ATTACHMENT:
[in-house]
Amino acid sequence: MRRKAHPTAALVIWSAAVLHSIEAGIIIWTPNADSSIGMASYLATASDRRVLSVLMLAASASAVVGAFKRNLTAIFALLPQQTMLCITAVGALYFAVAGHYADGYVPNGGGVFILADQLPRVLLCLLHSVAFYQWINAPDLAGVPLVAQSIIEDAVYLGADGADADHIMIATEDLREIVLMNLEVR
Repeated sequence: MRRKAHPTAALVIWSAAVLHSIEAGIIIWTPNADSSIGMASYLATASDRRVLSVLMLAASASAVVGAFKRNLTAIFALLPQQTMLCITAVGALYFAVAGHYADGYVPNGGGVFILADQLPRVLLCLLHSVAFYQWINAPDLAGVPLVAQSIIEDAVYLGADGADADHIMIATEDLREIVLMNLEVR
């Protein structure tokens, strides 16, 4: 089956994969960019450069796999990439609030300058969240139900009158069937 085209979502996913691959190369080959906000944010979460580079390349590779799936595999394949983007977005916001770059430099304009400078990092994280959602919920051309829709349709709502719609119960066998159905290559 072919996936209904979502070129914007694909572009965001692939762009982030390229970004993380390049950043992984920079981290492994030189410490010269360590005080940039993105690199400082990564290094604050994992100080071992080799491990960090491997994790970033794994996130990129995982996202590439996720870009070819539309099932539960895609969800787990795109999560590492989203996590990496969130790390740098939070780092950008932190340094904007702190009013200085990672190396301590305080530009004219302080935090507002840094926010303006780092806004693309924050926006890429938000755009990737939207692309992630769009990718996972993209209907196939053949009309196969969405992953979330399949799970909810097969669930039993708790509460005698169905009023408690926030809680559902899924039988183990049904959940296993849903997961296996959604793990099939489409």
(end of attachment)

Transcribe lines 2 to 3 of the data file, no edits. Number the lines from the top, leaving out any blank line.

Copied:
Amino acid sequence: MRRKAHPTAALVIWSAAVLHSIEAGIIIWTPNADSSIGMASYLATASDRRVLSVLMLAASASAVVGAFKRNLTAIFALLPQQTMLCITAVGALYFAVAGHYADGYVPNGGGVFILADQLPRVLLCLLHSVAFYQWINAPDLAGVPLVAQSIIEDAVYLGADGADADHIMIATEDLREIVLMNLEVR
Repeated sequence: MRRKAHPTAALVIWSAAVLHSIEAGIIIWTPNADSSIGMASYLATASDRRVLSVLMLAASASAVVGAFKRNLTAIFALLPQQTMLCITAVGALYFAVAGHYADGYVPNGGGVFILADQLPRVLLCLLHSVAFYQWINAPDLAGVPLVAQSIIEDAVYLGADGADADHIMIATEDLREIVLMNLEVR